The dish will work until it snows, then you'll be right back where you started. The snow will stick to the plastic bag -- I've tried that myself. The problem is that you have to make that bag really tight for it to work, and then you end up with holes in the bag or the bag becoming loose in strong winds.

You can have quite a bit of light snow on the dish and not have problems. This kind of snow will also melt or blow away on its own. It's just the slushy snow and ice that'll give you problems. If your dish is within reach you'll have to brush it off or pour hot water on it maybe once a year. It may not be worth doing anything with the dish. I'd just wait and see.

I've had success with a light coating of silicone spray (NOT PAM) applied in the late fall.

#7 OFFLINE   anopro

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Posted 08 January 2013 - 03:09 PM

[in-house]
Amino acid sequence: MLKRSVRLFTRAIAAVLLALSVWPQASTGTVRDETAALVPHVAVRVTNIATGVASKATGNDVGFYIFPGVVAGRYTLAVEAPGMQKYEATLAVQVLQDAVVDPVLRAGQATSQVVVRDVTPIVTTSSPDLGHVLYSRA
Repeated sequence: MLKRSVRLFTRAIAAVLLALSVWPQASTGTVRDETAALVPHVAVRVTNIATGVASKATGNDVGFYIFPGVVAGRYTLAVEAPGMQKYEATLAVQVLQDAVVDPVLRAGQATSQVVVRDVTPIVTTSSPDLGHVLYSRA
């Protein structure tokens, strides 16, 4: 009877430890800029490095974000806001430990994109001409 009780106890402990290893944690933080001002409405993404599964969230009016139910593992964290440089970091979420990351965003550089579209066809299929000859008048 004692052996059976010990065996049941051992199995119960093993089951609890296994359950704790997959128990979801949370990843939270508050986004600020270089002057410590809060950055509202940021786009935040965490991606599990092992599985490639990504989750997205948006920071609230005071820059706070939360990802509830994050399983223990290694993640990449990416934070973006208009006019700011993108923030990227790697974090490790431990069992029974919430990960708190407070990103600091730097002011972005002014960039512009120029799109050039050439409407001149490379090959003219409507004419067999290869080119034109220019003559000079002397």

Yep have had 21 inches of snow in a blizzard and never lost signal. It's those wet/sticky snows and I bet they'd stick to a plastic bag. Spray slicone in the way to go.
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#8 OFFLINE   bpratt

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Posted 08 January 2013 - 04:03 PM

I tried pam and silicone spray but I finally solved the problem with snow when I installed a Hot Shot dish heater. The picture shows the heater stuck to the front of the dish. I installed it on the back of the dish and have had no problems with snow in over 4 years.

http://www.cyberesto...cal-dishes.html

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#9 OFFLINE   Drucifer

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Posted 09 January 2013 - 09:35 PM

Yep have had 21 inches of snow in a blizzard and never lost signal. It's those wet/sticky snows and I bet they'd stick to a plastic bag. Spray silicone in the way to go.

Yep, it is waste of time.

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#10 OFFLINE   wahooq

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Posted 10 January 2013 - 01:01 AM

wet, sticky= no joy
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#11 OFFLINE   TMan